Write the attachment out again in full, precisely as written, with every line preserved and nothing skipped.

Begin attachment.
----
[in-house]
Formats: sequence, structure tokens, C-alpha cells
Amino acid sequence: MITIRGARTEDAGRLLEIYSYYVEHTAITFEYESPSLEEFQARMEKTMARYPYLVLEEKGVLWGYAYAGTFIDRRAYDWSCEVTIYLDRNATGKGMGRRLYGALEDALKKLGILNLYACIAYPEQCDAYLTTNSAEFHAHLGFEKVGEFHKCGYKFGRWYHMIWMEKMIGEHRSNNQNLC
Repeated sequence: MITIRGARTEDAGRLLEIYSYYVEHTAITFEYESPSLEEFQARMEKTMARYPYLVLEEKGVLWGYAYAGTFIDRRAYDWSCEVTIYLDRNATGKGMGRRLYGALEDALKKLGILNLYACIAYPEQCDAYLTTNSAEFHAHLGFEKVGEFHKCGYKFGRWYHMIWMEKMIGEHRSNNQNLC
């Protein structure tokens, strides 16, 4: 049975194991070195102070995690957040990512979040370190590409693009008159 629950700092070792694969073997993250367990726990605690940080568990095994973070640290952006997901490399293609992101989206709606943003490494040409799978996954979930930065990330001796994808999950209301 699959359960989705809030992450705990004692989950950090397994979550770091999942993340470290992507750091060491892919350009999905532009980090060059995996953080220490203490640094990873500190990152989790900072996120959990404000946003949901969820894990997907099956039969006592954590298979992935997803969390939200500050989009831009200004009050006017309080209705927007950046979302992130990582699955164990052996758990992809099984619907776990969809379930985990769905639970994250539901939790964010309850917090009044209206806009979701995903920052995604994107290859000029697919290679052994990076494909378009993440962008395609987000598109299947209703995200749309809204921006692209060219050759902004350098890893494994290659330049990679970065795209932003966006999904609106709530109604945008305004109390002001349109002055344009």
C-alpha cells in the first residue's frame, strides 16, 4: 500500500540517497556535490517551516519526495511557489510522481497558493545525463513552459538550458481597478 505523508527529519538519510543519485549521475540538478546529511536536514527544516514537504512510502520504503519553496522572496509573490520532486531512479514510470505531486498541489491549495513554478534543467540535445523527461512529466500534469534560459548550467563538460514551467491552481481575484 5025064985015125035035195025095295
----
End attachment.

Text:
[in-house]
Formats: sequence, structure tokens, C-alpha cells
Amino acid sequence: MITIRGARTEDAGRLLEIYSYYVEHTAITFEYESPSLEEFQARMEKTMARYPYLVLEEKGVLWGYAYAGTFIDRRAYDWSCEVTIYLDRNATGKGMGRRLYGALEDALKKLGILNLYACIAYPEQCDAYLTTNSAEFHAHLGFEKVGEFHKCGYKFGRWYHMIWMEKMIGEHRSNNQNLC
Repeated sequence: MITIRGARTEDAGRLLEIYSYYVEHTAITFEYESPSLEEFQARMEKTMARYPYLVLEEKGVLWGYAYAGTFIDRRAYDWSCEVTIYLDRNATGKGMGRRLYGALEDALKKLGILNLYACIAYPEQCDAYLTTNSAEFHAHLGFEKVGEFHKCGYKFGRWYHMIWMEKMIGEHRSNNQNLC
């Protein structure tokens, strides 16, 4: 049975194991070195102070995690957040990512979040370190590409693009008159 629950700092070792694969073997993250367990726990605690940080568990095994973070640290952006997901490399293609992101989206709606943003490494040409799978996954979930930065990330001796994808999950209301 699959359960989705809030992450705990004692989950950090397994979550770091999942993340470290992507750091060491892919350009999905532009980090060059995996953080220490203490640094990873500190990152989790900072996120959990404000946003949901969820894990997907099956039969006592954590298979992935997803969390939200500050989009831009200004009050006017309080209705927007950046979302992130990582699955164990052996758990992809099984619907776990969809379930985990769905639970994250539901939790964010309850917090009044209206806009979701995903920052995604994107290859000029697919290679052994990076494909378009993440962008395609987000598109299947209703995200749309809204921006692209060219050759902004350098890893494994290659330049990679970065795209932003966006999904609106709530109604945008305004109390002001349109002055344009």
C-alpha cells in the first residue's frame, strides 16, 4: 500500500540517497556535490517551516519526495511557489510522481497558493545525463513552459538550458481597478 505523508527529519538519510543519485549521475540538478546529511536536514527544516514537504512510502520504503519553496522572496509573490520532486531512479514510470505531486498541489491549495513554478534543467540535445523527461512529466500534469534560459548550467563538460514551467491552481481575484 5025064985015125035035195025095295